The present is yesterday’s tomorrow, or in other words, the day that bad economists gone before told their contemporaries not to worry. Keynes famously quipped, “In the long run, we’re all dead,” and this attitude of disregarding long-term consequences in favor of results today has helped breed poor policy and the economics of the present. In concert with the time frame fallacy, there is also the group benefit, one which looks only at one “group” and how a policy affects them, while ignoring all others. What looks good for X may be detrimental to Y and if only the former is examined, the policy will be thought universally beneficial because the group under the microscope excelled, even if the group just beyond the lens was sacrificed.

These interconnected fallacies come in a variety of species. Hazlitt enumerated over twenty of them and methodically applied the lesson to them. These included, but were not limited to: Protectionism, disbanding the WWII army, and public works.

With protectionism and tariff mongering, the state, in collusion with politically connected corporations, levies duties on imports in order to keep American producers from being undersold by their foreign counterparts. The myth that this is economically beneficial became especially topical when former-president Trump resurrected the tariff as a political issue from the depths of the 19th century. On one occasion he tweeted: “Billions of Dollars are pouring into the coffers of the U.S.A. because of the Tariffs being charged to China, and there is a long way to go. If companies don’t want to pay Tariffs, build in the U.S.A. Otherwise, lets (sic) just make our Country richer than ever before!”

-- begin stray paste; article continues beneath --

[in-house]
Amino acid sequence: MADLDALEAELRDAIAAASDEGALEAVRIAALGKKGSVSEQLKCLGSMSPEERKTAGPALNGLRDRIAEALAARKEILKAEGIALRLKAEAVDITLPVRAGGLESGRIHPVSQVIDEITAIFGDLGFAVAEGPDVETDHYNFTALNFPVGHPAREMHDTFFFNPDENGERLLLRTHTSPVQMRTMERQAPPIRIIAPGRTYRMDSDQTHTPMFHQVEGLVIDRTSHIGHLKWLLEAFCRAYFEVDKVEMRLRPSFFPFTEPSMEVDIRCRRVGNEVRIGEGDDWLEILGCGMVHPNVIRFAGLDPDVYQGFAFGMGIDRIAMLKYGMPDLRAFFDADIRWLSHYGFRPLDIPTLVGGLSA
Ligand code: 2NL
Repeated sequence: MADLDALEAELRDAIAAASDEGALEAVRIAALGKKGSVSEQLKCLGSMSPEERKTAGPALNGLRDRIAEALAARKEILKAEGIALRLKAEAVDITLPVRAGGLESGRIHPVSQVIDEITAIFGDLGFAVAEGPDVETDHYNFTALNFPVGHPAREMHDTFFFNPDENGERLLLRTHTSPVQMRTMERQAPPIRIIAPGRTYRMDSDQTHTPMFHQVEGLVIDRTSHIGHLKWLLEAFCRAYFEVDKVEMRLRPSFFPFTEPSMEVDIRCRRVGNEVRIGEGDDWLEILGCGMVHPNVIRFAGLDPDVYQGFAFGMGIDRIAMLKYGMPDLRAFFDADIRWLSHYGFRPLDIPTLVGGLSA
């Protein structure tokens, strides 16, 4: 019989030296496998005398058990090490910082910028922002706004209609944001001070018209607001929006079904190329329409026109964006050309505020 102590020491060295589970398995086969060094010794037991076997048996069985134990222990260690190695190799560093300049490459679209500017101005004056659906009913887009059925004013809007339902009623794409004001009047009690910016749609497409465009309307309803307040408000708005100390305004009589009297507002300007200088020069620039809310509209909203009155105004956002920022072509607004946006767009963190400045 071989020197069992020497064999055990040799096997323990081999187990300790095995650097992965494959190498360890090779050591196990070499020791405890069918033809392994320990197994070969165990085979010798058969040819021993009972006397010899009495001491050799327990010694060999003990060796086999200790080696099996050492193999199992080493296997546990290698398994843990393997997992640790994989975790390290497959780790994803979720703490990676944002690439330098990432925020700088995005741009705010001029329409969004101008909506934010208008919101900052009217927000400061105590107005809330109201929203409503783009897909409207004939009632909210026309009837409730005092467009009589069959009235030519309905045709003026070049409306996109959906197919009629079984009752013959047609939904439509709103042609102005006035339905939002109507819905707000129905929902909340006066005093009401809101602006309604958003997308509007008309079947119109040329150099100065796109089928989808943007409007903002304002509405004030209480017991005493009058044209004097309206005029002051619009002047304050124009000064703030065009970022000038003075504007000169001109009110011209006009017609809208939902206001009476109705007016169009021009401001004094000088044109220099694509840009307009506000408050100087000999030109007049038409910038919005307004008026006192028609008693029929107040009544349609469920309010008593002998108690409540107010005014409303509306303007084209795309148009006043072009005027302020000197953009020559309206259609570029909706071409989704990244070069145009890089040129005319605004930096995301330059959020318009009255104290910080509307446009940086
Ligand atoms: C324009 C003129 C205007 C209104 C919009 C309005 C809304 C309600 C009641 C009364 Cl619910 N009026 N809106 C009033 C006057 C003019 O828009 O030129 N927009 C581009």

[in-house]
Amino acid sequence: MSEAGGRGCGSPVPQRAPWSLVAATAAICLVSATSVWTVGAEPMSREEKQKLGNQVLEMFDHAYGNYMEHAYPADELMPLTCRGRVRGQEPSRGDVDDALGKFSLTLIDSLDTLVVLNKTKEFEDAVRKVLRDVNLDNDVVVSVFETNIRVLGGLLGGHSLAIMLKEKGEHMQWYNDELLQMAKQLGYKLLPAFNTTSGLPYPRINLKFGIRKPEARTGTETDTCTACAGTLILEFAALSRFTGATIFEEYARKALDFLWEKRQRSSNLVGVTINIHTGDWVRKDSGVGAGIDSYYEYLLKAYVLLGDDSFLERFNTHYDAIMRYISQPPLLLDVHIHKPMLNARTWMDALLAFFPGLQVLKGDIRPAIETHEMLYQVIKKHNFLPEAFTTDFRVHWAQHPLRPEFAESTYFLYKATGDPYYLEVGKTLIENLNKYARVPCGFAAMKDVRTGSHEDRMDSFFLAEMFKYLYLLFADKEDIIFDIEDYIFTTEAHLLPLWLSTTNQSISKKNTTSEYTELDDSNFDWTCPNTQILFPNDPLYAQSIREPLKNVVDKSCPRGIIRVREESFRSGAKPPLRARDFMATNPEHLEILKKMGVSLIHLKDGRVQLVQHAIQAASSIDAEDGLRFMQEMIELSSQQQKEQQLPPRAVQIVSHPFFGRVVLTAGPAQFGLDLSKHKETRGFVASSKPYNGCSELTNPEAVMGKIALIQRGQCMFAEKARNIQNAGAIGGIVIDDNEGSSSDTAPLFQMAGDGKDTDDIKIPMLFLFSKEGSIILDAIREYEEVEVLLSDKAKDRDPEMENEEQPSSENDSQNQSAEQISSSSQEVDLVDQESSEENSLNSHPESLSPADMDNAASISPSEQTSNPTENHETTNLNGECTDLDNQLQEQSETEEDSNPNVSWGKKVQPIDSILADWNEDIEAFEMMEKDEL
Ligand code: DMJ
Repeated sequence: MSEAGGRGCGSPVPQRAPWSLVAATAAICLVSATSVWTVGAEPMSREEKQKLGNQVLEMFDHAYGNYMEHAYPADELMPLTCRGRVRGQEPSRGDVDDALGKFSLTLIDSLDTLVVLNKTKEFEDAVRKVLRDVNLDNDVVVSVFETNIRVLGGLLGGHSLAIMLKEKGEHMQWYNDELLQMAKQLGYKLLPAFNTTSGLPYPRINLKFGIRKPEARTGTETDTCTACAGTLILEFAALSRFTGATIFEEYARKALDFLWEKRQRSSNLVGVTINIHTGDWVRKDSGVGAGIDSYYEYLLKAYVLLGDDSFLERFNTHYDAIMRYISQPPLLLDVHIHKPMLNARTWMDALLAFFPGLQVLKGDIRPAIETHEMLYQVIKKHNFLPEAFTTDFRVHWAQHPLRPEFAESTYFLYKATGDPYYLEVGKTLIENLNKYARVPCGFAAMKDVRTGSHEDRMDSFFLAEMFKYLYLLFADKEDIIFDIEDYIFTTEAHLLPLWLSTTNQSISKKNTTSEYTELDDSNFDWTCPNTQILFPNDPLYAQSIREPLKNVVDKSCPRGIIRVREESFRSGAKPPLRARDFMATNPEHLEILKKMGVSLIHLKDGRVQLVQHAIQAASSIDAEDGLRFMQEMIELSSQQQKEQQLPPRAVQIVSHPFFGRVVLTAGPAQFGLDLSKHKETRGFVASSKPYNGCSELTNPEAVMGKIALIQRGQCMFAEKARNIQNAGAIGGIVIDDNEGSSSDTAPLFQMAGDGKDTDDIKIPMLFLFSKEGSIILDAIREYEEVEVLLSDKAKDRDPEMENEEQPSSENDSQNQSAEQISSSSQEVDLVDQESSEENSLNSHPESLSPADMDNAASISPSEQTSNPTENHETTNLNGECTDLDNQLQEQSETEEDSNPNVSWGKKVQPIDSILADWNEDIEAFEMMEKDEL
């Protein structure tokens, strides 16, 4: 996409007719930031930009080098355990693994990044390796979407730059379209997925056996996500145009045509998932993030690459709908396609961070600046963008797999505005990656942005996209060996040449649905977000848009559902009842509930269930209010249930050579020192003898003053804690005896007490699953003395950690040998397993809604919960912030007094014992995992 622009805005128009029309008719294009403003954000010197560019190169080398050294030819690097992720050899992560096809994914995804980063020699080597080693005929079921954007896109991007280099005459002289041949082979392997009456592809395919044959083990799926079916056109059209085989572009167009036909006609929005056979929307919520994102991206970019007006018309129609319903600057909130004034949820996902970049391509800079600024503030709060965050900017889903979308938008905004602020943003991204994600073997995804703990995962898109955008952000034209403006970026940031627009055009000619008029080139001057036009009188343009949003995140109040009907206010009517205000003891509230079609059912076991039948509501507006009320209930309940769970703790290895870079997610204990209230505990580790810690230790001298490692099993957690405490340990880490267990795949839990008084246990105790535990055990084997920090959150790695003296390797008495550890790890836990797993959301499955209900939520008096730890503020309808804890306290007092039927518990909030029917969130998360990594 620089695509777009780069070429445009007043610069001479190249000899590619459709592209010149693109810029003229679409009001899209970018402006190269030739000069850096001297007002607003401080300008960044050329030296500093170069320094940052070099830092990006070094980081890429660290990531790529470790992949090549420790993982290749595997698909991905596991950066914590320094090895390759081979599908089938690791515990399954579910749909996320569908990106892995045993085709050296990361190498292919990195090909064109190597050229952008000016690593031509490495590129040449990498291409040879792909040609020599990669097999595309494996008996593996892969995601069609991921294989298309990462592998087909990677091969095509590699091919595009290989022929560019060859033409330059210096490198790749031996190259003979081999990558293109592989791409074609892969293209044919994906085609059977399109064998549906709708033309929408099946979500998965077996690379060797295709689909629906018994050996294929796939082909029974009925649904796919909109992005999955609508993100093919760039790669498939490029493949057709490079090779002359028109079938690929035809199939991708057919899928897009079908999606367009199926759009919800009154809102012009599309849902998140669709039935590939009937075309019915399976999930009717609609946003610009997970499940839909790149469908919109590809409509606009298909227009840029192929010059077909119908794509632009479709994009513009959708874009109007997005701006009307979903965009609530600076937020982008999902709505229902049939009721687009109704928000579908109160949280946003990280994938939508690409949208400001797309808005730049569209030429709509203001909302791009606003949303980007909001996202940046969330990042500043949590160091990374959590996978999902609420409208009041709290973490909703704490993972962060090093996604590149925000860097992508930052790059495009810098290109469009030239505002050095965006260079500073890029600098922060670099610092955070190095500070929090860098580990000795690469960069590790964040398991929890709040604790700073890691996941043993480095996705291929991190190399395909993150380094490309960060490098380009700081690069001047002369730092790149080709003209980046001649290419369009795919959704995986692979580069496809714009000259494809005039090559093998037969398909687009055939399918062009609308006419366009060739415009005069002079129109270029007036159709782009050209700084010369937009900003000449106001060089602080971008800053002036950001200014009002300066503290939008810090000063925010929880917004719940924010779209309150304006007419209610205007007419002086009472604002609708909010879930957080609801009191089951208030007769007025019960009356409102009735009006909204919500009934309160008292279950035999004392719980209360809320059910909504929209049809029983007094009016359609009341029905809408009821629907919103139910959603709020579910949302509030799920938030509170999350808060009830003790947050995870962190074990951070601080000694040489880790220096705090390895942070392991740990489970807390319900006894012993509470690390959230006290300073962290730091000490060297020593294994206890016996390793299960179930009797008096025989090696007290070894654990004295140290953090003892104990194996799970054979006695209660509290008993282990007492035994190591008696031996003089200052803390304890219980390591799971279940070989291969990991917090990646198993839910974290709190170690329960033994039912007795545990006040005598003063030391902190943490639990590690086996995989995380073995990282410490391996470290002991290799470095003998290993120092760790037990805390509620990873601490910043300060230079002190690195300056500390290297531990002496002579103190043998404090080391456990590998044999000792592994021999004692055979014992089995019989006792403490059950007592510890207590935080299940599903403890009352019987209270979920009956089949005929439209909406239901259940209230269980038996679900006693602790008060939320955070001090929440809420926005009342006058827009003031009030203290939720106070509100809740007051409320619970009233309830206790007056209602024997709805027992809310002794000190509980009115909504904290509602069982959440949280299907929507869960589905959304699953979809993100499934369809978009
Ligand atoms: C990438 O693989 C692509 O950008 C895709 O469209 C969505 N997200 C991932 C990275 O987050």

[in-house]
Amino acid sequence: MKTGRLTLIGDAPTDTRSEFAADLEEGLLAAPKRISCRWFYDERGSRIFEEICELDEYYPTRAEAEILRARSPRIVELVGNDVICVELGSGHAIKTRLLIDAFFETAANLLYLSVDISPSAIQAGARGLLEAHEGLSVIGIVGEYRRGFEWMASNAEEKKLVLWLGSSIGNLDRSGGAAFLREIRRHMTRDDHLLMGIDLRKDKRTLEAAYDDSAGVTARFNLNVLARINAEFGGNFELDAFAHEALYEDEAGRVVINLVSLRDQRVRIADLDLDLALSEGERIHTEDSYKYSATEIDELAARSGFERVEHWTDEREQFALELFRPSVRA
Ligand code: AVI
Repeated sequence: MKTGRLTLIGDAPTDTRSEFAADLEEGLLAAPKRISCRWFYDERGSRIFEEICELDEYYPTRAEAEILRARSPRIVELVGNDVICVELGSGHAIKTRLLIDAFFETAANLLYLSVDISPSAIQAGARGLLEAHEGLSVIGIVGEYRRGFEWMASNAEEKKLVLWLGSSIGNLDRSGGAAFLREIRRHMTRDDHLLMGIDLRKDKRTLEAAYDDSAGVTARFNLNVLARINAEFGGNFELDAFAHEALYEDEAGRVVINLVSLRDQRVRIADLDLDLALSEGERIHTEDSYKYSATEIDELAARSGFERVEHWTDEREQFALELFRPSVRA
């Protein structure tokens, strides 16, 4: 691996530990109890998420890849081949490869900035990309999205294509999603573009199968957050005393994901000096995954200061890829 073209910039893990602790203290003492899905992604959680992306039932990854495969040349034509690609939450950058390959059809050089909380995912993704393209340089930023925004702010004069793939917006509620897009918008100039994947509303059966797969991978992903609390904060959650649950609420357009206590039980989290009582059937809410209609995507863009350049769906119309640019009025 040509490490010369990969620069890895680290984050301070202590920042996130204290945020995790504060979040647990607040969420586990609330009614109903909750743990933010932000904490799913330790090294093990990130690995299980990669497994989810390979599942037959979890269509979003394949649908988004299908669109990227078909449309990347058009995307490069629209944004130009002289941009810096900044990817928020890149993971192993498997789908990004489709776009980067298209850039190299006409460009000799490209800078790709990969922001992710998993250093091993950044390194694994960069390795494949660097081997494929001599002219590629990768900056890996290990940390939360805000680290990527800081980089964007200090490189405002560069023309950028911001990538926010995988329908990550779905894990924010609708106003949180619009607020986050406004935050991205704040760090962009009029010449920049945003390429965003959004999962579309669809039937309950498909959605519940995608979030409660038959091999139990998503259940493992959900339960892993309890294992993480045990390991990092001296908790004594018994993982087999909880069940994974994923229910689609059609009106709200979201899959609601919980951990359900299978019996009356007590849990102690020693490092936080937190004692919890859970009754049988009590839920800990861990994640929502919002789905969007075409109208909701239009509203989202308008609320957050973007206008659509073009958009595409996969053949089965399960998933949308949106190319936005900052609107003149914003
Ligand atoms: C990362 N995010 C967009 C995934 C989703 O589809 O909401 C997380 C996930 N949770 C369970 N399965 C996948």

Hazlitt made short work of this myth by pointing out that tariffs only protect the inefficient businesses that cannot stay afloat in a competitive market. Say Britain can produce sweaters cheaper than the US and the tariff is repealed. The protectionists are right, Hazlitt says, in that the US sweater industry will lose jobs; but the customers who formerly bought from them will get an equal or better product cheaper and with the money they saved they will buy from other firms.

This saved money grows another, more efficient industry in America and the jobs lost in the sweater industry are compensated for by gains here. By failing to see the consequences for the consumer and the more efficient industry and only looking at the sweater industry, the protectionists mislead and advance shadowy, narrow, corporate interests over the general interest.